Noir / Lumière
04.11.2018 until 06.01.2019
Far beyond the borders of France, the artistic work of Pierre Soulages is regarded as unique in the rigorous radicalism with which he has devoted himself, almost exclusively, to the colour black. Born in 1919, he has been producing work of an international reputation for more than seven decades. Already in the early 1940s, Soulages was painting and etching in an abstract gestural manner, maintaining a great passion for a palette almost exclusively focused on black. At the beginning of his artistic career, he was impressed by the work of Sonia Delaunay, who for her part continued the confrontation in France with Wassily Kandinsky’s theory ‘On the Spiritual in Art’ (1911). In the 1940s Soulages already began to devote himself to printmaking as well as painting. In this field, he was already trying different acids and other materials to achieve the slightest nuances in black or brown tones. Since then, he has used his incomparable black, which has become part of his very essence, for the sensitive balancing of light, enhancing it to the status of a powerful gesture. Unlike other etchers of his generation, Soulages took further radical steps as early as the 1950s. As he did in his paintings, he developed a tension pattern in his etchings which, alongside the form, leaves a free white surface which is used only to increase the luminosity of the colours and thus of the light. The search for light has accompanied him throughout his life, which has meant that since the late 1970s Soulages has only dealt with the colour black, along with numerous facets and manipulations in the application of paint.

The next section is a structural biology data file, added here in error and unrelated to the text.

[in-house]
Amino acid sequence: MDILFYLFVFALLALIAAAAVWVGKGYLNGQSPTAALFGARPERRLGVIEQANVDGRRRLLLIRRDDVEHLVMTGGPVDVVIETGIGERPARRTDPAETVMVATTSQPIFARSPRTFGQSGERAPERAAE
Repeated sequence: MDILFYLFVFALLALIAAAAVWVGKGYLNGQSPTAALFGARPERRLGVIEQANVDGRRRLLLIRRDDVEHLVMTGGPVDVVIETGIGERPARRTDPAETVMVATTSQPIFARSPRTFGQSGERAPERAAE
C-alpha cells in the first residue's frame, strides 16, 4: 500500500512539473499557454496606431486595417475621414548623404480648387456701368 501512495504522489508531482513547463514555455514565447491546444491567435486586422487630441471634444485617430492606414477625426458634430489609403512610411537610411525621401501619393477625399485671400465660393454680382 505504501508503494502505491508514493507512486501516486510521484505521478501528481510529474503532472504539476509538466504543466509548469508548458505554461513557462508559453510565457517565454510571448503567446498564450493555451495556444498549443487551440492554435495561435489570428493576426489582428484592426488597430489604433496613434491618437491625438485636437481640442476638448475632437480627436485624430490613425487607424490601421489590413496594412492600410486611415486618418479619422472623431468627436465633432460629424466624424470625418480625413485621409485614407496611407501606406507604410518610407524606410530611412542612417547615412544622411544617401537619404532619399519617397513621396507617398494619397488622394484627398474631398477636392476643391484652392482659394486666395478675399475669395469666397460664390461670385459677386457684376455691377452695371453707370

The focus of the exhibition project will be the two Soulages works that have been part of the collection since the opening of the Ludwig Museum. These are the painting ‘Peinture’ of 14 April 1953 and the glass work ‘Untitled’ dating from 1958. Both pieces show the work of Soulages just as he was about to turn even more radically towards pure black. The exhibition explores the question of artistic relationships and developments, showing them in relation to the work of artists from France, America, Germany and Asia. Special attention will be paid to the question of the sources of inspiration: Abstract Expressionism as practised in America, and the Zen painting of Asia, a direct confrontation with which was already made possible by the first Chinese and Japanese painting to arrive in Paris.
The exhibition is being staged in collaboration with the artist and the Musée Soulages in Rodez. It has received significant financial support from the Peter and Irene Ludwig Foundation.